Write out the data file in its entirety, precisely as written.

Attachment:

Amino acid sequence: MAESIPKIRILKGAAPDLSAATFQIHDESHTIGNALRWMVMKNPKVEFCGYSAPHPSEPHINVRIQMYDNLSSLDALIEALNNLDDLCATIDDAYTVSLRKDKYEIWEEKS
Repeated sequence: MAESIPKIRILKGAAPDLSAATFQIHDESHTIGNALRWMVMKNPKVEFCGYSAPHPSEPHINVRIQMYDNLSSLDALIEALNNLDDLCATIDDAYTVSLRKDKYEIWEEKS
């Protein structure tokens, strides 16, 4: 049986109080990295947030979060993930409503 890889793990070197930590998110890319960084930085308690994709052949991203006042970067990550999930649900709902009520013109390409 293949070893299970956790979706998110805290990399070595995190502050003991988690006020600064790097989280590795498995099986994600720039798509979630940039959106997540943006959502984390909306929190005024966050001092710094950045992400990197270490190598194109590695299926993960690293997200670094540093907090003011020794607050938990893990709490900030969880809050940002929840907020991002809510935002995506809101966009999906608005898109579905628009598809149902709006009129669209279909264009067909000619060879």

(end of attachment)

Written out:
Amino acid sequence: MAESIPKIRILKGAAPDLSAATFQIHDESHTIGNALRWMVMKNPKVEFCGYSAPHPSEPHINVRIQMYDNLSSLDALIEALNNLDDLCATIDDAYTVSLRKDKYEIWEEKS
Repeated sequence: MAESIPKIRILKGAAPDLSAATFQIHDESHTIGNALRWMVMKNPKVEFCGYSAPHPSEPHINVRIQMYDNLSSLDALIEALNNLDDLCATIDDAYTVSLRKDKYEIWEEKS
């Protein structure tokens, strides 16, 4: 049986109080990295947030979060993930409503 890889793990070197930590998110890319960084930085308690994709052949991203006042970067990550999930649900709902009520013109390409 293949070893299970956790979706998110805290990399070595995190502050003991988690006020600064790097989280590795498995099986994600720039798509979630940039959106997540943006959502984390909306929190005024966050001092710094950045992400990197270490190598194109590695299926993960690293997200670094540093907090003011020794607050938990893990709490900030969880809050940002929840907020991002809510935002995506809101966009999906608005898109579905628009598809149902709006009129669209279909264009067909000619060879």